The North Carolina Colon Cancer Studies (NCCCS I/II):
The North Carolina Colon Cancer Studies (NCCCS I- colon and NCCCS II-rectal) were population-based case-control studies conducted in 33 counties of North Carolina. Cases were identified using the rapid case ascertainment system of the North Carolina Central Cancer Registry. Patients with a first diagnosis of histologically confirmed invasive adenocarcinoma of the colon (cecum through sigmoid colon) between October 1996 and September 2000 were classified as potential cases in the NCCCS I. The NCCCS II included patients with a first diagnosis of histologically confirmed invasive adenocarcinoma of the sigmoid colon, rectosigmoid, or rectum (hereafter collectively referred to as rectal cancer) between May 2001 and September 2006. Additional eligibility requirements were: aged 40-80 years, residence in one of the 33 counties, ability to give informed consent and complete an interview, had a driver's license or identification card issued by the North Carolina Department of Motor Vehicles (if under the age of 65), and had no objections from the primary physician in regards to contacting the individual. Controls, identified and sampled during the respective study dates, were selected from two sources. Potential controls under the age of 65 were identified using the North Carolina Department of Motor Vehicles records. For those 65 years and older, records from the Center for Medicare and Medicaid Services were used. Controls were matched to cases using randomized recruitment strategies. Recruitment probabilities were done using strata of 5-year age, sex, and race groups. Dietary information was collected using a modified version of the semiquantitative food frequency questionnaire developed at the National Cancer Institute. In addition, participants were asked about vitamin and mineral supplementation, special diets, restaurant eating, sodium use, and fats used in cooking. In NCCCS I, 515 colorectal cases and 687 matched controls were sent for genotyping. In NCCCS II, 796 colorectal cases and 823 controls were sent from the NCCCS II for genotyping. Controls were matched to CRC cases as 1:1 ratio. Matching was done on age, race, and sex. Age was matched on +-5 years. Race and sex was matched exactly. For the cases without matched controls, matching was done only on sex and race.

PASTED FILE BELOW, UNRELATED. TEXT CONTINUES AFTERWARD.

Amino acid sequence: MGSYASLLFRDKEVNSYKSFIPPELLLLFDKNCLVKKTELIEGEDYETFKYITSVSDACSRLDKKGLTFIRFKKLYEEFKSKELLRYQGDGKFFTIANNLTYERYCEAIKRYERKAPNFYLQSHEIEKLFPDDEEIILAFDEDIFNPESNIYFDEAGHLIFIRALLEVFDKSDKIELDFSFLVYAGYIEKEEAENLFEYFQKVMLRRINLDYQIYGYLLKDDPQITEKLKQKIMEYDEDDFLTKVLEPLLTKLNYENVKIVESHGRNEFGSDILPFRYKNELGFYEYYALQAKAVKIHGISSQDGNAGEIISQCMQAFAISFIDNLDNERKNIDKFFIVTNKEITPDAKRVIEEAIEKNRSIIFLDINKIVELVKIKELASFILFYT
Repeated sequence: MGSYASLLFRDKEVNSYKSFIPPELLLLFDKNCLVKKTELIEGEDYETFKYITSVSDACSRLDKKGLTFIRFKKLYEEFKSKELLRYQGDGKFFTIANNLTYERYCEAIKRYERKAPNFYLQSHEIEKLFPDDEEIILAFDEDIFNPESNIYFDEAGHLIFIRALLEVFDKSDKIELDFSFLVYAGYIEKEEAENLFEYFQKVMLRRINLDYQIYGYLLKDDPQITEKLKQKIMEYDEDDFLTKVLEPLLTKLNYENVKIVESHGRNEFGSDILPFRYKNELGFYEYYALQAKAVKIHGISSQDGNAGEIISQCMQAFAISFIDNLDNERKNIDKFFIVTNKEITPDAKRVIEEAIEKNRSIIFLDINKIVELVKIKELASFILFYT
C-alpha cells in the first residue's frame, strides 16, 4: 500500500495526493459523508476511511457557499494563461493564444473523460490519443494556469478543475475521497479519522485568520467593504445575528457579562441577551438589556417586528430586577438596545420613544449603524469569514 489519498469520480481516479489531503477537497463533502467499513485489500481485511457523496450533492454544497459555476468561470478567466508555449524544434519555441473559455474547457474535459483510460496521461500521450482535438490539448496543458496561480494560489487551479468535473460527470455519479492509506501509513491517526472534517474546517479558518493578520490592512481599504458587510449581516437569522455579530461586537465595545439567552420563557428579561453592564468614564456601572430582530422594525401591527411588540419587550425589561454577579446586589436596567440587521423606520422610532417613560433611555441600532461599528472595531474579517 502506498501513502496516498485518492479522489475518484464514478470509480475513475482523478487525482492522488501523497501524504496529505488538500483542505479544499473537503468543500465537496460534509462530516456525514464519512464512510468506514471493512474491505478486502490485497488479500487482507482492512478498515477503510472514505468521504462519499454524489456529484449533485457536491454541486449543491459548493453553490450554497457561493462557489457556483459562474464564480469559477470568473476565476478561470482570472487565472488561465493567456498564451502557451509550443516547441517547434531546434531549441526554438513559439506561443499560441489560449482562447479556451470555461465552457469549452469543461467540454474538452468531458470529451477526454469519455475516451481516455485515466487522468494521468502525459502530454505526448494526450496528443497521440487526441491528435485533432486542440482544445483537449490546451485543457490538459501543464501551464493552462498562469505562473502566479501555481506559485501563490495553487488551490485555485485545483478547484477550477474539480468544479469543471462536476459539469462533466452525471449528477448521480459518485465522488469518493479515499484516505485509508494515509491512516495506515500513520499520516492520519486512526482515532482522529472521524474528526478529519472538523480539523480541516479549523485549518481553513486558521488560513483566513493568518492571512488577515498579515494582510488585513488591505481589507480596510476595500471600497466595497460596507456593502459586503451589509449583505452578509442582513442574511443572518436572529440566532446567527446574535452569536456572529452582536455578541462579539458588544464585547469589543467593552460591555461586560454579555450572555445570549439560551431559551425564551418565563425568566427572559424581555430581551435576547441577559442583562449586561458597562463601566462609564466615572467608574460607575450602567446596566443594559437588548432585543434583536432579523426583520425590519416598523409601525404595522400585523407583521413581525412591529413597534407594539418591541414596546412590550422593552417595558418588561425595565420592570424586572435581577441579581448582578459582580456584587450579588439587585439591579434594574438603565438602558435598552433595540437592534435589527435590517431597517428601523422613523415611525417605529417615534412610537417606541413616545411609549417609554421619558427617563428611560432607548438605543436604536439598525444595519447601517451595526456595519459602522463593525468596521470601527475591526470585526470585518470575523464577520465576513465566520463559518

Nurses Health Study (NHS):
The NHS cohort began in 1976 when 121,700 married female registered nurses age 30-55 years returned the initial questionnaire that ascertained a variety of important health-related exposures (Belanger et al., 1978) [PMID: 248266]. Since 1976, follow-up questionnaires have been mailed every 2 years. Colorectal cancer and other outcomes were reported by participants or next-of-kin and followed up through review of the medical and pathology record by physicians. Overall, more than 97% of self-reported colorectal cancers were confirmed by medical-record review. Information was abstracted on histology and primary location. The rate of follow-up evaluation has been high: as a proportion of the total possible follow-up time, follow-up evaluation has been more than 92%. Colorectal cancer cases were ascertained through June 1, 2008. In 1989 -1990, 32,826 women in NHS I mailed blood samples by overnight courier, which were aliquoted into buffy coat and stored in liquid nitrogen. In 2001-2004, 29,684 women in NHS I who did not previously provide a blood sample mailed a swish-and-spit sample of buccal cells. Incident cases were defined as those occurring after the subject provided a blood or buccal sample. Prevalent cases were defined as those occurring after enrollment in the study in 1976 but before the subject provided either a blood or buccal sample. After excluding participants with histories of cancer (except nonmelanoma skin cancer), ulcerative colitis, or familial polyposis, case-control sets were previously constructed from which DNA was isolated from either buffy coat or buccal cells for genotyping. In addition to colorectal cancer cases and controls, a set of advanced adenoma cases and matched controls with available DNA from buffy coat were selected for genotyping. Over the follow-up period, data were collected on endoscopic screening practices and, if individuals had been diagnosed with a polyp, the polyps were confirmed to be adenomatous by medical record review. Adenoma cases were ascertained through June 1, 2011. A separate case-control set was constructed of participants diagnosed with advanced adenoma matched to control participants who underwent a lower endoscopy in the same time period and did not have an adenoma. Advanced adenoma was defined as an adenoma more than 1 cm in diameter and/or with tubulovillous, villous, or high-grade dysplasia/carcinoma-in-situ histology. Matching criteria included year of birth (within 1 year) and month/year of blood sampling (within 6 months), the reason for their lower endoscopy (screening, family history, or symptoms), and the time period of any prior endoscopy (within 2 years). Controls matched to cases with a distal adenoma either had a negative sigmoidoscopy or colonoscopy examination, and controls matched to cases with proximal adenoma all had a negative colonoscopy. A total of 272 cases and 236 matched controls were sent to CIDR for the advanced adenoma case-control set.